Jump to content


Photo

LD ride advice(leaving tomorrow)


  • Please log in to reply
32 replies to this topic

#1 fjrsochs

fjrsochs

    FJR Pilot

  • Members++
  • PipPipPip
  • 135 posts
  • Gender:Male
  • Location:indiana
  • Bike: 2005 (Gen I) N. America

Posted 12 March 2012 - 12:22 AM

Greetings pilots,

Im about to do a mid country trip. Indiana to Colorado amd bacoverwrite 3days. I'm leaving today or tomorrow. Changing my oil before I leave. 2005 FJR with 20,000 mikes. Trio is 2,000 miles round. B
Don't yet have a top case. Just a quick visit to see a childhood friend for a day or so. Then back to my daily grind. If you have any advice to offer about 17hours straight one way, I'd love to hear it. I have done 1,500 in 36hours on my DL650 but not yet 17 str8 hours of riding. Usually only 8-10. My questions are

1. How much extra light,time do I have by driving west.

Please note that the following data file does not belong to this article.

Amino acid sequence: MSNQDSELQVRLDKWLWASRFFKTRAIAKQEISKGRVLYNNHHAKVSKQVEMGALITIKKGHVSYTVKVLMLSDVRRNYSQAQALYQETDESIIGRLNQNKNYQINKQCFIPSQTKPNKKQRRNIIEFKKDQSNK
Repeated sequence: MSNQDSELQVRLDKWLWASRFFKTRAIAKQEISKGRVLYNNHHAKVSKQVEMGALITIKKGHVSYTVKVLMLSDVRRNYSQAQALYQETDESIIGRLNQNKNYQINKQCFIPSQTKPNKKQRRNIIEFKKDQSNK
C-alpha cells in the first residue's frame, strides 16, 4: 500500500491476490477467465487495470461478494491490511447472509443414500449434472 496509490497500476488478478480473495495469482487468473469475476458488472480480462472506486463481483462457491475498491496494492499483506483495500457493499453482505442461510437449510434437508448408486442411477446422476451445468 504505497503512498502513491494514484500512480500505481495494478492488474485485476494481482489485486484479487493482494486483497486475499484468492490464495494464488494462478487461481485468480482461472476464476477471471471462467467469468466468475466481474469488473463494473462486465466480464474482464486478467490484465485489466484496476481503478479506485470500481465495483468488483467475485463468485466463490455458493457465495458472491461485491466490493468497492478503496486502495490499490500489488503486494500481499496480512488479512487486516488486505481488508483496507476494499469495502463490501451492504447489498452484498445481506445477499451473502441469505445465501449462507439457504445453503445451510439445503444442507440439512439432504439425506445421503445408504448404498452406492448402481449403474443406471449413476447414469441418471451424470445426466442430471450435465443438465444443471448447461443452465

Its17 hour ride and I want to do it all at once. What time should I leave to get the most daylight at the end of  the day given the sunset ring in the west and the time changes? My first 350 mike ride was done from 3pm to 2am, but on interstates I travel four times per year. This ride west wil be the first time I've travel west of my city. I don't know what to expect of the road construction. Probably travel Evansville,IN to St. Louis,MO, Columbia,MO, Kansas, City to Topeka,Ks to Denver Colorado.I70

Option 2
Takes me a little northward. US36 Terra Haute,I72Springfield,IL, st.Josephs Missouri I29, Lincoln Nebraska,I80, through smal Nebraska towns to Denver Co from the NorthEast.